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1996 "Collecting today for tomorrow"

International Museums Day on 18th May 1996, which is particularly important this year because it coincides with our Organisation's fiftieth anniversary, is on the theme of "Collecting today for tomorrow". This touches on the very raison d'Ítre of the museum, and its essential relationship with the notion of temporality. ICOM News would first like to record reactions to the theme by various International Committee chairpersons. Then, to open up the debate, we are making a wide appeal to our readers for contributions, which will enrich the information file we are compiling to accompany this year's International Museums Day. So, to begin the discussion, and to take the opportunity to make the public more aware of the role of museums as we reach the turn of the century, here are five key questions of concern to all museum professionals.

Contribution by Dr. Patrick Greene, Chairperson of the International Committee for Museums of Science and Technology

For members of CIMUSET (the International Committee for Museums of Science and Technology) the issue of collecting presents particular challenges. Most museums in our sector wish to reflect both past and contemporary science and technology. It follows that active collecting must take place within museums, but this is not the only means of preserving material and presenting it to the public. CIMUSET meetings that have taken place in the recent past illustrate some of these issues. Poland was the venue for our 1994 meeting. A country undergoing rapid industrial change faces particular challenges, especially when industries are acquired by new owners, often from abroad, who may not place the same value on historic industrial sites. Yet preservation and presentation on site is often the most effective way of ensuring the survival of historic material, which if removed to a museum would be divorced from both its context and from the society of which it is part.

In Norway in 1995 we were introduced to the oil industry in a series of visits to company headquarters, a service base and a construction yard. The oil industry has had a profound effect on Norway and though there has been talk of a museum for years, it has not yet opened. Perhaps it is the daunting size of much of the technology (the Brent Spar production platform is a notorious example) that has held the project back, while Stavanger's other great industry, sardine canning, has an excellent museum. Sardines come in a more convenient size.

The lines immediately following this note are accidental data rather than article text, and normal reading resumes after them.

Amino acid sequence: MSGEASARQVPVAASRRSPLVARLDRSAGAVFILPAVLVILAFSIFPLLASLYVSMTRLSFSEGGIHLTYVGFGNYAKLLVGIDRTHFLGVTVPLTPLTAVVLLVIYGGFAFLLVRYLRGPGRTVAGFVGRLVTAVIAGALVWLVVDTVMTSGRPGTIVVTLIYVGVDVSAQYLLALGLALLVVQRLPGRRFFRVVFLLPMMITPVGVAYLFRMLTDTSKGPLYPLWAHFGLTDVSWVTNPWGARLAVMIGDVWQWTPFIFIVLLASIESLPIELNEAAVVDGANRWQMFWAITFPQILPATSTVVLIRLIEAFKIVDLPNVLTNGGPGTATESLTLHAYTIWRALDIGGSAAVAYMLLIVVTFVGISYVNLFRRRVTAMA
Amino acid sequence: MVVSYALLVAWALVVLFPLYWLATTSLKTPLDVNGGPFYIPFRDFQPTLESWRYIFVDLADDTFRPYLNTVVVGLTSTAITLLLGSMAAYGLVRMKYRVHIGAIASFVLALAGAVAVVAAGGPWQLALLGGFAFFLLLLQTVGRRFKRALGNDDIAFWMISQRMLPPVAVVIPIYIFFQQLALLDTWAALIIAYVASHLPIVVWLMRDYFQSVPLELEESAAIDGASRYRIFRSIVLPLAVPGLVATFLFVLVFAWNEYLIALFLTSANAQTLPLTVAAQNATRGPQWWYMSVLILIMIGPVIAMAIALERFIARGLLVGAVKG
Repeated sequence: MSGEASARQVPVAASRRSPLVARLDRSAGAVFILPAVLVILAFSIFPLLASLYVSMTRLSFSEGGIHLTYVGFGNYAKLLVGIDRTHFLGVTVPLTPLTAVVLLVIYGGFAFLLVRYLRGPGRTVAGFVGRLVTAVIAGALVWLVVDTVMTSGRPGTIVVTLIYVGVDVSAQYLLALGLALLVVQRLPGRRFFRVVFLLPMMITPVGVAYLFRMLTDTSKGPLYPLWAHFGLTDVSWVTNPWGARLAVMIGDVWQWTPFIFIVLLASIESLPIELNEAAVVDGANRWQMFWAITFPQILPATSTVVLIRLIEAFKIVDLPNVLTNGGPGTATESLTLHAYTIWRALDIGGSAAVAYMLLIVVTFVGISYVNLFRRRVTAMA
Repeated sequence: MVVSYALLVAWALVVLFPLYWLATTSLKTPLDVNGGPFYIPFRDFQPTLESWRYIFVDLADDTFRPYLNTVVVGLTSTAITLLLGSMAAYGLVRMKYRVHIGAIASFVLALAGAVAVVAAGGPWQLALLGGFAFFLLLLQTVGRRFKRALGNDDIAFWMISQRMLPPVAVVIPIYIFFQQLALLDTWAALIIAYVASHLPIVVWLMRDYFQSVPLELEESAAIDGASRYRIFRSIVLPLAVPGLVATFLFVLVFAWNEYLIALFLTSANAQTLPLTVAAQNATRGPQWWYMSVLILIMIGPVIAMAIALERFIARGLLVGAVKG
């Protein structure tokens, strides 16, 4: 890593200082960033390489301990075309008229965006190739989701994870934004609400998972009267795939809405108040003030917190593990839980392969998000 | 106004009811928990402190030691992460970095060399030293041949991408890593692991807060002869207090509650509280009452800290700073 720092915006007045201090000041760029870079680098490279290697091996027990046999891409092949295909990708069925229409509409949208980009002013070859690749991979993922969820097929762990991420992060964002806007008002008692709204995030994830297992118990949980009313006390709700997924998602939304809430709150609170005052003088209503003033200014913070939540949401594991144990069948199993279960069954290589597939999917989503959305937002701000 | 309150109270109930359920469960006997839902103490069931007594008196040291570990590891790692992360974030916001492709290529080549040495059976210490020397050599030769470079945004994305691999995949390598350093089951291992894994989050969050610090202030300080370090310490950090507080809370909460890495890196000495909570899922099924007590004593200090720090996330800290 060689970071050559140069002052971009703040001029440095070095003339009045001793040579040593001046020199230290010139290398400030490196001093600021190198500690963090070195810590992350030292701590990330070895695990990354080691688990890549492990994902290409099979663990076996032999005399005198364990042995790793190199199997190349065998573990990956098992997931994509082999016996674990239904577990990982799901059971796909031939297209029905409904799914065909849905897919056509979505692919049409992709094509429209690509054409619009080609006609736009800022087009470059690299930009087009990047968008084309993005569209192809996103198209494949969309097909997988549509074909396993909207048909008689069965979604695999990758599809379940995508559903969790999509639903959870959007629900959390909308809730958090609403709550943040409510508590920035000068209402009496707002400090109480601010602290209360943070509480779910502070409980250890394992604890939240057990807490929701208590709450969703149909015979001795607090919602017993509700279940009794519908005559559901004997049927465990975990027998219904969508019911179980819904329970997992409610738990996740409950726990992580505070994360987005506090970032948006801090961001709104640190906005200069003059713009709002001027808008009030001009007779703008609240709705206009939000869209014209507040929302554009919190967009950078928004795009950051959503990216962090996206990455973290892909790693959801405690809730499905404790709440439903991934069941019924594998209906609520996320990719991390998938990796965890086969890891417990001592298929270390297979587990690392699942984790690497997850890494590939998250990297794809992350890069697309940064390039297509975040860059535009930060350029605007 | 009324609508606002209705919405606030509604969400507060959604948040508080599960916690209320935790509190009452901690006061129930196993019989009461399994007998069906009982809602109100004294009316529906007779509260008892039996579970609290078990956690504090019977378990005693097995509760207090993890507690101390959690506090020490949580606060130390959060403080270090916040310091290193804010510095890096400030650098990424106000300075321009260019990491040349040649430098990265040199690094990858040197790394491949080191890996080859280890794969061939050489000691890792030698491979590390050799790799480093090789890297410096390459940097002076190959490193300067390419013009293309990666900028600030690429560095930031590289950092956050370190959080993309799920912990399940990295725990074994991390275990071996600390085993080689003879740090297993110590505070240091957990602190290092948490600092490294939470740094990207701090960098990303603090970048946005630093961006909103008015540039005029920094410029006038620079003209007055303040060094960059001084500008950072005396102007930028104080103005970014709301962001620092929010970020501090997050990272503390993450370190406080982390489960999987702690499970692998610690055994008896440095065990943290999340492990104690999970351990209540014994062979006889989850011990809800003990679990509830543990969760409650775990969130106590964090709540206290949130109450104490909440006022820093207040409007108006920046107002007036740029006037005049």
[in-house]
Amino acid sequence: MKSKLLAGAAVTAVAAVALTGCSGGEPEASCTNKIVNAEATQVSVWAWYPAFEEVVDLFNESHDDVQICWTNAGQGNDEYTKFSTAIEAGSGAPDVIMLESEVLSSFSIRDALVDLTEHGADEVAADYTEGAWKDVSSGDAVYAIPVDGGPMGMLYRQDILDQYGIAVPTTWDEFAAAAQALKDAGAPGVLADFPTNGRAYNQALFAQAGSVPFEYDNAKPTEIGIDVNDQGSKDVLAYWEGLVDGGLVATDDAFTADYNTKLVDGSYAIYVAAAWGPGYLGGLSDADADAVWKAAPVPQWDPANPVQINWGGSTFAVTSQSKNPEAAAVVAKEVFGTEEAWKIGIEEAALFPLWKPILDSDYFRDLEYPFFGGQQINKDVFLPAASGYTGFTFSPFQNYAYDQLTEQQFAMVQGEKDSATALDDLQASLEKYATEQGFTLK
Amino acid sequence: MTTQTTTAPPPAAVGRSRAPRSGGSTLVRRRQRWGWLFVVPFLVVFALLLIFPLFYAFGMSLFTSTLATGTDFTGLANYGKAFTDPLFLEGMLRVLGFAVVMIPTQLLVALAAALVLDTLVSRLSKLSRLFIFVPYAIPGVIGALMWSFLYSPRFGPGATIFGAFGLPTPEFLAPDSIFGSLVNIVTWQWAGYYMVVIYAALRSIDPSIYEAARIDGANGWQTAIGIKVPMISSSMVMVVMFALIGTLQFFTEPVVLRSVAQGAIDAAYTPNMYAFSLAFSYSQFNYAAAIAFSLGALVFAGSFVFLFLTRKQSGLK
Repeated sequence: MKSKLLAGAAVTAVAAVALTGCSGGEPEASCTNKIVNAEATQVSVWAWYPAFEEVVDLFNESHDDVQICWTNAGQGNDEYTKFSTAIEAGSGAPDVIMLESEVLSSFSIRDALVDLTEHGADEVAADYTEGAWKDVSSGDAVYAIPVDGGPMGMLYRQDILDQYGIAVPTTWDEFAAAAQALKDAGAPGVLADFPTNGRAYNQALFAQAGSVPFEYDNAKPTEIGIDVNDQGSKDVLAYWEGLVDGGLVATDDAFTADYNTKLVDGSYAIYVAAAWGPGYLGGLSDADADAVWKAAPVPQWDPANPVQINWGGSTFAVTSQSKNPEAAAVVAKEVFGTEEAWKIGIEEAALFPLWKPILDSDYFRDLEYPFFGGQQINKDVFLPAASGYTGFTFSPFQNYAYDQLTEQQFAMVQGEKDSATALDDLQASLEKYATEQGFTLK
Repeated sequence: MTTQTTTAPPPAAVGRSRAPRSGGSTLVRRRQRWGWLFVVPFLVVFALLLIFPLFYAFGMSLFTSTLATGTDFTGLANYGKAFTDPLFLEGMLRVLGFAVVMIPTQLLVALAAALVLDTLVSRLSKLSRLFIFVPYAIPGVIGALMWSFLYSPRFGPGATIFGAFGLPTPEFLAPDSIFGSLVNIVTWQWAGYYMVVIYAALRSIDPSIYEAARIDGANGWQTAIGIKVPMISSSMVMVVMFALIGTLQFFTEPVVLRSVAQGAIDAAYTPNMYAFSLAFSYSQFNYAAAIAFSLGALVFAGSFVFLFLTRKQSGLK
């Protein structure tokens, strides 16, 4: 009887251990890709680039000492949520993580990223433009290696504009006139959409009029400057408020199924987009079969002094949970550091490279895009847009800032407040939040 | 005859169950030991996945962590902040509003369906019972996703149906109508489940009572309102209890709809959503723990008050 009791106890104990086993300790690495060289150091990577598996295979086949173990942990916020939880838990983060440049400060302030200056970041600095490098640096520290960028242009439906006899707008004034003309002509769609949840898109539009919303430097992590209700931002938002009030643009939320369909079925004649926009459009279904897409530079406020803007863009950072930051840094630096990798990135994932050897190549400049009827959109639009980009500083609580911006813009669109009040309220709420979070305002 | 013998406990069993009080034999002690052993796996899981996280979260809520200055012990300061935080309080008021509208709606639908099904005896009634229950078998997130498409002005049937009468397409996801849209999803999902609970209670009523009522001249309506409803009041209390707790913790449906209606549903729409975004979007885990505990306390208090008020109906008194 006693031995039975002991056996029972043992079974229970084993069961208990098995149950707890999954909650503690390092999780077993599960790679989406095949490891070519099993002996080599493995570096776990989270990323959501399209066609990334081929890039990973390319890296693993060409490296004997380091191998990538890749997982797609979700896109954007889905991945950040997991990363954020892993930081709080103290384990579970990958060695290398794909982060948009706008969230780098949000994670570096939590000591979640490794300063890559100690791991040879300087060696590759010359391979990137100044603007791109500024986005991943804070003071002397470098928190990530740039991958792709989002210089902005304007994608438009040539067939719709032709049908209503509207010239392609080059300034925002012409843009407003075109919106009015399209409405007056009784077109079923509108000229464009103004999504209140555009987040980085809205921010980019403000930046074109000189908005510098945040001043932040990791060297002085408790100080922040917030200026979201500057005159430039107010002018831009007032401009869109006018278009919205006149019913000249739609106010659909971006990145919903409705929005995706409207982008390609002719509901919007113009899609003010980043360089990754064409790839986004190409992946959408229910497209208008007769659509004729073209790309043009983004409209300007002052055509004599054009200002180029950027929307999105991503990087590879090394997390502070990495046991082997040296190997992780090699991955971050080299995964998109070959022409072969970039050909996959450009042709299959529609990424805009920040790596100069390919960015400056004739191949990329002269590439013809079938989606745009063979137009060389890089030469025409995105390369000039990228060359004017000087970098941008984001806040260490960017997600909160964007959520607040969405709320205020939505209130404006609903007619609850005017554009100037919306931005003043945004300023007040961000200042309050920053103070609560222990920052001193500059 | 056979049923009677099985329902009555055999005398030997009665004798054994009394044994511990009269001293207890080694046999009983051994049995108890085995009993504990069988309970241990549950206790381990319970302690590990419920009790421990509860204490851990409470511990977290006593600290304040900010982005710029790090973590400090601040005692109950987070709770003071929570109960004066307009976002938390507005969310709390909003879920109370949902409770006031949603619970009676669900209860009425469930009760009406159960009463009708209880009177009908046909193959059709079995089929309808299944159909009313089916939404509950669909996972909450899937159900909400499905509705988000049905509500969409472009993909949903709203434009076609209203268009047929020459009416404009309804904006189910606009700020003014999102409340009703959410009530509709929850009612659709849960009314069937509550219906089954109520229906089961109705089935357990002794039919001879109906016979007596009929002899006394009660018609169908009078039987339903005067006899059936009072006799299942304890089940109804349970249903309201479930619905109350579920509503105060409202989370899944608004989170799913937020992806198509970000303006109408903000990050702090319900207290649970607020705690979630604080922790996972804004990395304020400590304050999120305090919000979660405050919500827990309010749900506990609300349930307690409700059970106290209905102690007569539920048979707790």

In 1996 CIMUSET will meet at the Museum of Science and Industry in Manchester, England. The theme will be Presenting Science and Technology to the Public, and one of the subjects will be on improving access to collections. The possibilities are vast, with, over and above exhibitions, support to centres so that they can open up their reserve collections, and there is also the virtual museum experience accessible through CD-ROM and Internet.

In 1997 CIMUSET will meet in Buenos Aires, Argentina. The international and global nature of science and technology will be very apparent on this occasion. These characteristics influence collecting strategies in our field in ways that are distinctly different from other branches of the museum world. The triennial ICOM conference in 1998 will attract CIMUSET members to Melbourne, Australia, where we look forward to seeing Scienceworks, a recent technology museum. We will also visit the re-created gold-mining town of Ballarat, which will remind us that although collections are at the heart of museums, they are not the only way of evoking the past.

For further information
We would like to remind readers that in its collection of ICOFOM Study Series (No. 6), ICOM's International Committee of Museology published the proceedings of a symposium on the theme of Collecting today for tomorrow which took place in Leiden, The Netherlands, in October 1984. The information file prepared by the ICOM Secretariat for International Museums Day will contain a bibliography on the subject.

Updated: 15 September 2005